During the American Revolution, war came early to Rhode Island. At the time hostilities commenced, the city of Newport (located on the southern end ofAquidneck Island) was the fifth largest city in the thirteen colonies-ranking just behind Boston to the northeast. Because the town was precariously located near the sea and the proud possessor of one of the finest natural harbors in all of British North America, few gave the town any hope of remaining independent of Great Britain for very long. In fact, soon after fighting broke out at Lexington and Concord, the Royal Navy proved just how vulnerable Newport and its environs were to British military power. Arriving in Narragansett Bay in the summer of 1775, a small British naval squadron under the command of its aggressive Captain, James Wallace, immediately set about making the patriots of Rhode Island regret their decision to support the Massachusetts malcontents to the northeast. Forming a landing party of sailors and Royal Marines, Wallace bombarded and burned part of the town of Bristol, Rhode Island, and immediately threatened to do the same to Newport unless it met his demands to re-provision his ships at their expense.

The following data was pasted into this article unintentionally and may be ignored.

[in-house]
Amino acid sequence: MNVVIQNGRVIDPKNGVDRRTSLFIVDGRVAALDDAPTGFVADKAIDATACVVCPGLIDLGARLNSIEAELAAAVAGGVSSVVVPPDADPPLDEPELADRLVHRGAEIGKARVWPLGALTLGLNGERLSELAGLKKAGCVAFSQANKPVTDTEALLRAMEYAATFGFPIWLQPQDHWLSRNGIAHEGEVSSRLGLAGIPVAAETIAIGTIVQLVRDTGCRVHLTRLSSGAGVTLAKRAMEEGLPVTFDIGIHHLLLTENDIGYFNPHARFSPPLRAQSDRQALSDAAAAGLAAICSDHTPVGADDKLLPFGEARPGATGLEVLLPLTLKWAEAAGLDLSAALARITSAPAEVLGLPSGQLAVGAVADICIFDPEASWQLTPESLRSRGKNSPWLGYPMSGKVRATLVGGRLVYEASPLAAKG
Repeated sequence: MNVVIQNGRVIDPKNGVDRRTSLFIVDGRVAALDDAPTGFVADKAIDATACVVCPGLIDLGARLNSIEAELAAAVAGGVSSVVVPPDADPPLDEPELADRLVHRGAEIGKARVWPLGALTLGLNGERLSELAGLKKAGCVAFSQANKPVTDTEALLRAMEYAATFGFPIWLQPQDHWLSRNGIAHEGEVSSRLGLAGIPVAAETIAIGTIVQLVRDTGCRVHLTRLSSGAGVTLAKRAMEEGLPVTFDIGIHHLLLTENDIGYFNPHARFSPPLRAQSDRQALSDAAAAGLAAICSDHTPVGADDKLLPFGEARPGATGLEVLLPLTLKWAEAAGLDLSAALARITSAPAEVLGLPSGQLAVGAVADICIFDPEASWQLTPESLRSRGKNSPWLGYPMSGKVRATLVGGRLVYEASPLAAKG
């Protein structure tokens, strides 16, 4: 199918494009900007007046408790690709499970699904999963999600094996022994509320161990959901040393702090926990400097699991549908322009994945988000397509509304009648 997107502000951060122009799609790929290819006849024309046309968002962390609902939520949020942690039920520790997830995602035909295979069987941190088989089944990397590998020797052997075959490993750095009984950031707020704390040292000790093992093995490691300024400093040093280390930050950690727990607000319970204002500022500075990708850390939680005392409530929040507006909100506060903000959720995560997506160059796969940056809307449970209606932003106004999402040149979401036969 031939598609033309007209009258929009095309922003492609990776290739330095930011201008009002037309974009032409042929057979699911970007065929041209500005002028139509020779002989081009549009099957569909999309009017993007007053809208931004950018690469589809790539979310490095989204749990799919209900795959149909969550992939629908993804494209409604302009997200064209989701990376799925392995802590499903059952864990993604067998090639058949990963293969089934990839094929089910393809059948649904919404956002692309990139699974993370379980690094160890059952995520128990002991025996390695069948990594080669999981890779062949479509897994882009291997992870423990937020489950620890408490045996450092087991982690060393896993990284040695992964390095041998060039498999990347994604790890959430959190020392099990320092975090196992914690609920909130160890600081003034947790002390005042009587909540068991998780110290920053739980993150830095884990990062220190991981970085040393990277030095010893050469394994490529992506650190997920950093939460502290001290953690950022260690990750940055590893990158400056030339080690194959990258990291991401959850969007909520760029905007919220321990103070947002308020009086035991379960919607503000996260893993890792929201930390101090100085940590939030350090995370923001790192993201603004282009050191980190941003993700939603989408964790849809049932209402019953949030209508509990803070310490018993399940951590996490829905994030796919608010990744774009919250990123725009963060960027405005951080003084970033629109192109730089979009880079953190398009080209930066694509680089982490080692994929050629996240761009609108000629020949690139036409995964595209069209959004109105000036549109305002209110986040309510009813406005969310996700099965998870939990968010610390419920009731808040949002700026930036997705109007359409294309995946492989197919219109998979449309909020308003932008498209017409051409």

Neimeyer, Charles P.
"Rhode Island Goes to War: The Battle of Rhode Island, 1776-1778,"
Newport History: Journal of the Newport Historical Society: Vol. 72:
249, Article 8.
Available at: https://digitalcommons.salve.edu/newporthistory/vol72/iss249/8